The furious litigation of policing, its history and its flaws in 2020 is casting a glaring light on the myriad ways cops can rig the system against people, whether it’s in the killing of an innocent person like Breonna Taylor or the everyday oppression of prejudiced traffic stops.
Many of the most tragic policing incidents of the last decade have unfolded right on the street, at first contact between officer and victim. But for those who end up in handcuffs, an arguably bigger gauntlet awaits them at the police station, within the confines of a cold room the size of a medium-sized supply closet. There are so many things that can go wrong in an interrogation room when you’re accused of a crime, and only one good outcome. It may be illegal to knowingly lie to a police officer, but law enforcement have no problems knowingly lying to us. That’s just one of countless tools the police use to press people to the breaking point over hours of repetitive, accusatory questioning.
It’s no wonder that false confessions are rampant in the U.S. justice system. The phenomenon inflates the amount and volume of crime being solved in the U.S. It sends a disproportionate number of innocent people of color and those with mental illness into incarceration. And much of the problem remains opaque to the public, because some law enforcement agencies don’t record interrogations or provide transparent access to footage.
Amid this travesty stands an unlikely hero: a wiry young man the internet knows simply as “Jeff.”
His legend started nearly a decade ago, with the uploading of some low-res interrogation footage onto YouTube. What we know of Jeff is rudimentary: At the time of the interrogation, he is a resident of Georgia, charged with armed robbery and facing a 10-year minimum sentence if found guilty. He’s been through the judicial system multiple times over thanks to a wicked heroin addiction. And it’s clear from the beginning of the footage that Jeff isn’t there to play games. He is clear that the robbery charge is the result of getting unfairly arrested at his friend’s house. He is even clearer that he won’t talk to the police.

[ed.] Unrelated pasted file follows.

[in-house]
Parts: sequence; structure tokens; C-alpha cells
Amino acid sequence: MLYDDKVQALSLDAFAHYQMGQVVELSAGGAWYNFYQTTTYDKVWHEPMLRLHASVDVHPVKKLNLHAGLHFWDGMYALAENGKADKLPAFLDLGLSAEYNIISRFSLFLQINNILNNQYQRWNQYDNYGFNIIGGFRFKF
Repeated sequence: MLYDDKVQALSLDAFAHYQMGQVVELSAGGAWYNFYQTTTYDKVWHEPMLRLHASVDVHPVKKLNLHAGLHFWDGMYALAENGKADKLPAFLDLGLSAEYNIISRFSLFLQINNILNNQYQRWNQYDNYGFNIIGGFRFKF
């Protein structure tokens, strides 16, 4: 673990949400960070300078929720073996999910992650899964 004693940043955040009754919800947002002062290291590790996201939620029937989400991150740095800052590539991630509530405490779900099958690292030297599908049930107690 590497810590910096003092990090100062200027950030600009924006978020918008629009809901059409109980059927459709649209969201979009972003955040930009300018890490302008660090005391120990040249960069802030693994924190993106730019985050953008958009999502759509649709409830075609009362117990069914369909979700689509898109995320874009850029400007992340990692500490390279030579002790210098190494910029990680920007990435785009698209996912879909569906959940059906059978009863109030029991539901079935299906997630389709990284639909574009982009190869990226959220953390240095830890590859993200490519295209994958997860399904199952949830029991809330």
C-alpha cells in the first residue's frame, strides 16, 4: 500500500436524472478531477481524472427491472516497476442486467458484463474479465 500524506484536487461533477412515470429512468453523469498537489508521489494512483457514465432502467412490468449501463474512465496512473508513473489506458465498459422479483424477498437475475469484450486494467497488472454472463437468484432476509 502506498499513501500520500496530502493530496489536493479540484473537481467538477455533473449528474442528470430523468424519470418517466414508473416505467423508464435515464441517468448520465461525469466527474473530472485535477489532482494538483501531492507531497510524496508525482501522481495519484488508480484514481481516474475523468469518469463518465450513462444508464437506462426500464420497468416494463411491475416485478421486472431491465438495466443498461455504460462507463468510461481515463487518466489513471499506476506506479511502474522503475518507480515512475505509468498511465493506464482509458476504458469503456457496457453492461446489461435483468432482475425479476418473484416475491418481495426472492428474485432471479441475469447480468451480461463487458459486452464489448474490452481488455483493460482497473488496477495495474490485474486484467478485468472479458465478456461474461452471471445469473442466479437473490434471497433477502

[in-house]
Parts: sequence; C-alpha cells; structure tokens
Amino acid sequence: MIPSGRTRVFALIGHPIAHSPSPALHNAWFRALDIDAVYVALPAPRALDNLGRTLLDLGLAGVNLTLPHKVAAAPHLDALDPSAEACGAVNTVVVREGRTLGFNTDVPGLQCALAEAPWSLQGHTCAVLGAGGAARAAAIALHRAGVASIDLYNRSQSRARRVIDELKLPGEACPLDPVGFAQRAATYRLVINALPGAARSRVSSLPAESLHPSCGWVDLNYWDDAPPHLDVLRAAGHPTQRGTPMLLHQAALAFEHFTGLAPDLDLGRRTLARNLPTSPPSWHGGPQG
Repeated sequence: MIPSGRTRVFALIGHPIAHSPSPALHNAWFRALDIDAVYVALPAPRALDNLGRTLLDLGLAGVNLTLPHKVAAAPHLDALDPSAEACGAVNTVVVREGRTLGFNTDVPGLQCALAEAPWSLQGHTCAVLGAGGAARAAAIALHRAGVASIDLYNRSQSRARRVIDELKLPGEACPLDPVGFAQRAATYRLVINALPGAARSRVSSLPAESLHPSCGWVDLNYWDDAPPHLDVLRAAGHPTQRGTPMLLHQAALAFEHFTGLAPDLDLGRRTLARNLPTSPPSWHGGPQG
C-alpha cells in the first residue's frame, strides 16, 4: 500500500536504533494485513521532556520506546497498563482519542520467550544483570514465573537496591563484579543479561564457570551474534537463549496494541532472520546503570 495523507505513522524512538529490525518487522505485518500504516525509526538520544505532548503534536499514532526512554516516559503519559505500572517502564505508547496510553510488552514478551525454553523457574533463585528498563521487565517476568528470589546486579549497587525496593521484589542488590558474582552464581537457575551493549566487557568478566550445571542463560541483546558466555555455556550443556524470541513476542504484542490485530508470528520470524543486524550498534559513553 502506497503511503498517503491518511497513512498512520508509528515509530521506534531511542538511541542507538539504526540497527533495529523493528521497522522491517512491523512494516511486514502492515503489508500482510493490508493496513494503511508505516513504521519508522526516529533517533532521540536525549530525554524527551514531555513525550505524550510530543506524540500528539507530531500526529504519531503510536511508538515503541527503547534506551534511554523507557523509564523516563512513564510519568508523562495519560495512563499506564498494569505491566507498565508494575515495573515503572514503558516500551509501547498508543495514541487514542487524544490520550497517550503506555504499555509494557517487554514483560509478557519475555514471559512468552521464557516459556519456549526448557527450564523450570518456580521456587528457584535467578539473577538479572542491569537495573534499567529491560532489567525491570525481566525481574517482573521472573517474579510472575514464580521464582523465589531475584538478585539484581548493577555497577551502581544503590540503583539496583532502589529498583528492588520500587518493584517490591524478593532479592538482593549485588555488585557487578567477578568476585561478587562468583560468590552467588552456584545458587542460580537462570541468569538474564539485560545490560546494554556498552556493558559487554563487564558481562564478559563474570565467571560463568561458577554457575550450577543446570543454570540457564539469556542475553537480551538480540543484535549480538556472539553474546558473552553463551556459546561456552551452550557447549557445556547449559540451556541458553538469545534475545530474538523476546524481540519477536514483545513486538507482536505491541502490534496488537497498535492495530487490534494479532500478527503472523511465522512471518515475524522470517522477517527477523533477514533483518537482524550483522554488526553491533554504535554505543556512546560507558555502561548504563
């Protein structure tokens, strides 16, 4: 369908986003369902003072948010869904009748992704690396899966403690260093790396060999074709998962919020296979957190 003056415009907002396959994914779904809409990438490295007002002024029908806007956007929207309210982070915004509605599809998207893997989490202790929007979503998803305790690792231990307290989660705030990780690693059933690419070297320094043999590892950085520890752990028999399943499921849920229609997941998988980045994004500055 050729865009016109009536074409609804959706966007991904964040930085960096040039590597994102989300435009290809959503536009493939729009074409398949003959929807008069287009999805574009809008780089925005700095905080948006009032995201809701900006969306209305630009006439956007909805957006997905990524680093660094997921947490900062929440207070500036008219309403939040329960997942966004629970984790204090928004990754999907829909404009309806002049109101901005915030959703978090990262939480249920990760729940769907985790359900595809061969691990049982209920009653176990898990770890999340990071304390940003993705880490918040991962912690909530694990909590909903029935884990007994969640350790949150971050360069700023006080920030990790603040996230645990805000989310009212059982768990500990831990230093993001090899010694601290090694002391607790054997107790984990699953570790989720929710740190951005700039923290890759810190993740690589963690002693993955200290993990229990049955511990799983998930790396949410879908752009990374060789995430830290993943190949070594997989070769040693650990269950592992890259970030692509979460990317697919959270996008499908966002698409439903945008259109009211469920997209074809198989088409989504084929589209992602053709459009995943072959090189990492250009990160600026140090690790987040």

The first words out of his mouth in the video couldn’t be more blunt. “So am I under arrest?” Jeff asks.
The officer replies yes.
“Okay, then get me back to the cell,” he responds. “I don’t talk to you motherfuckers.”
Naturally, instead of complying with his request for peace (and a lawyer), the police continue to bring him back into that interrogation room over the next eight hours. What unfolds is a revealing look into how everyday cops attempt to pressure people into divulging information that might trap them, whether it’s a timeline of events or some vague implication they were involved in wrongdoing. More curiously, it’s a masterclass in how to avoid incriminating yourself, even when facing an intimidating charge and sentence.
I first saw this video when it popped up on Reddit last year, but the story of Jeff pops up frequently on the internet, most recently in an analysis by true-crime YouTube channel JCS. That video racked up more than 2.5 million views, with fans in the comment section cheering Jeff’s ability to outsmart his interrogators, even while visibly suffering from heroin withdrawal symptoms (at one point, he begins vomiting into a trashcan). The chant on the street might be “All Cops Are Bastards,” but Jeff’s story gives dimension to just how the bastardy unfolds.
Given his prior record, Jeff knew misspeaking could land him on a slippery slope. But you can also tell in the footage that the cops are keenly aware of both his past — they dangle his parole in front of him — and his weakened state from withdrawal. Two hours after his first interrogation, Jeff is back, answering the same boilerplate plea from a detective to “just tell his side of the story.” At this point, Jeff is beyond incredulous, emphasizing that he does not talk to the cops.